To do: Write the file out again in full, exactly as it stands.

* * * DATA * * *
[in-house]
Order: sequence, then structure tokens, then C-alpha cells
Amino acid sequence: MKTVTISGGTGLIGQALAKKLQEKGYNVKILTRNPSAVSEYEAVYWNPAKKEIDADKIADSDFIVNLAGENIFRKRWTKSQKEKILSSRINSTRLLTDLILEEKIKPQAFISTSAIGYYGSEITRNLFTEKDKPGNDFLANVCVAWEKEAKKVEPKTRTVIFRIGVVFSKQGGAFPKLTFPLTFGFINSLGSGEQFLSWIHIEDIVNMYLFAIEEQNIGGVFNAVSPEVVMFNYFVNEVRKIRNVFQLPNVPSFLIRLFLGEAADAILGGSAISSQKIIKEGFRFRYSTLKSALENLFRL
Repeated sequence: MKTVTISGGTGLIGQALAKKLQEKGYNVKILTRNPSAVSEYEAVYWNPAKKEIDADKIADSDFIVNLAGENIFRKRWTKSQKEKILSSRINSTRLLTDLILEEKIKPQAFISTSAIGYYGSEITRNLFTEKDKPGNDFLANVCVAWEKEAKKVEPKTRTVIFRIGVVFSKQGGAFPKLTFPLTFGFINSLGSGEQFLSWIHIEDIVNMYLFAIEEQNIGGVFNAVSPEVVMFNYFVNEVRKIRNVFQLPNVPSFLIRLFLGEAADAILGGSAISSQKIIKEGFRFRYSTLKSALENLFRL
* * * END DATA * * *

[in-house]
Order: sequence, then structure tokens, then C-alpha cells
Amino acid sequence: MKTVTISGGTGLIGQALAKKLQEKGYNVKILTRNPSAVSEYEAVYWNPAKKEIDADKIADSDFIVNLAGENIFRKRWTKSQKEKILSSRINSTRLLTDLILEEKIKPQAFISTSAIGYYGSEITRNLFTEKDKPGNDFLANVCVAWEKEAKKVEPKTRTVIFRIGVVFSKQGGAFPKLTFPLTFGFINSLGSGEQFLSWIHIEDIVNMYLFAIEEQNIGGVFNAVSPEVVMFNYFVNEVRKIRNVFQLPNVPSFLIRLFLGEAADAILGGSAISSQKIIKEGFRFRYSTLKSALENLFRL
Repeated sequence: MKTVTISGGTGLIGQALAKKLQEKGYNVKILTRNPSAVSEYEAVYWNPAKKEIDADKIADSDFIVNLAGENIFRKRWTKSQKEKILSSRINSTRLLTDLILEEKIKPQAFISTSAIGYYGSEITRNLFTEKDKPGNDFLANVCVAWEKEAKKVEPKTRTVIFRIGVVFSKQGGAFPKLTFPLTFGFINSLGSGEQFLSWIHIEDIVNMYLFAIEEQNIGGVFNAVSPEVVMFNYFVNEVRKIRNVFQLPNVPSFLIRLFLGEAADAILGGSAISSQKIIKEGFRFRYSTLKSALENLFRL